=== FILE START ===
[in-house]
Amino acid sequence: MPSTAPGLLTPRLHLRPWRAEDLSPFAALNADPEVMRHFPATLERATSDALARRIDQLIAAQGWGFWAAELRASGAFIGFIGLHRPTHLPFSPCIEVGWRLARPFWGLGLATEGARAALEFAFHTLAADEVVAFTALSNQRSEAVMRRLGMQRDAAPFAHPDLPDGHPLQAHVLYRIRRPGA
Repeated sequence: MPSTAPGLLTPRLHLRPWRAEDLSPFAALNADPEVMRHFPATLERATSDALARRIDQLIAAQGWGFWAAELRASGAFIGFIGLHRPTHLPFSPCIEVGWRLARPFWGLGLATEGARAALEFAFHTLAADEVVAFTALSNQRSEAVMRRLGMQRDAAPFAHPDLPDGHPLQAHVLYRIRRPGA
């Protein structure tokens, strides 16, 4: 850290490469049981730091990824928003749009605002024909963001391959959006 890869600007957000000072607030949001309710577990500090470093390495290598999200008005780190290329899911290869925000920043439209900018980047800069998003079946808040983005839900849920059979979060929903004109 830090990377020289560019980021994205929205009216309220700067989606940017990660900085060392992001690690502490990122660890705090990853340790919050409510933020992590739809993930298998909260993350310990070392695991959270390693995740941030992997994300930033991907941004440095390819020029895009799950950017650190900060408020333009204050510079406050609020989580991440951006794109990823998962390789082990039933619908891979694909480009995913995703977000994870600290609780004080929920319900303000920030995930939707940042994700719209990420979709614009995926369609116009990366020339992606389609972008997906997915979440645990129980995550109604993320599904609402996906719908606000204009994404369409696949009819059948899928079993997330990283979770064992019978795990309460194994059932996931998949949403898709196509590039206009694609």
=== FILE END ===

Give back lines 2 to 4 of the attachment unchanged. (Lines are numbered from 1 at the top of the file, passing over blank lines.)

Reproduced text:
Amino acid sequence: MPSTAPGLLTPRLHLRPWRAEDLSPFAALNADPEVMRHFPATLERATSDALARRIDQLIAAQGWGFWAAELRASGAFIGFIGLHRPTHLPFSPCIEVGWRLARPFWGLGLATEGARAALEFAFHTLAADEVVAFTALSNQRSEAVMRRLGMQRDAAPFAHPDLPDGHPLQAHVLYRIRRPGA
Repeated sequence: MPSTAPGLLTPRLHLRPWRAEDLSPFAALNADPEVMRHFPATLERATSDALARRIDQLIAAQGWGFWAAELRASGAFIGFIGLHRPTHLPFSPCIEVGWRLARPFWGLGLATEGARAALEFAFHTLAADEVVAFTALSNQRSEAVMRRLGMQRDAAPFAHPDLPDGHPLQAHVLYRIRRPGA
């Protein structure tokens, strides 16, 4: 850290490469049981730091990824928003749009605002024909963001391959959006 890869600007957000000072607030949001309710577990500090470093390495290598999200008005780190290329899911290869925000920043439209900018980047800069998003079946808040983005839900849920059979979060929903004109 830090990377020289560019980021994205929205009216309220700067989606940017990660900085060392992001690690502490990122660890705090990853340790919050409510933020992590739809993930298998909260993350310990070392695991959270390693995740941030992997994300930033991907941004440095390819020029895009799950950017650190900060408020333009204050510079406050609020989580991440951006794109990823998962390789082990039933619908891979694909480009995913995703977000994870600290609780004080929920319900303000920030995930939707940042994700719209990420979709614009995926369609116009990366020339992606389609972008997906997915979440645990129980995550109604993320599904609402996906719908606000204009994404369409696949009819059948899928079993997330990283979770064992019978795990309460194994059932996931998949949403898709196509590039206009694609």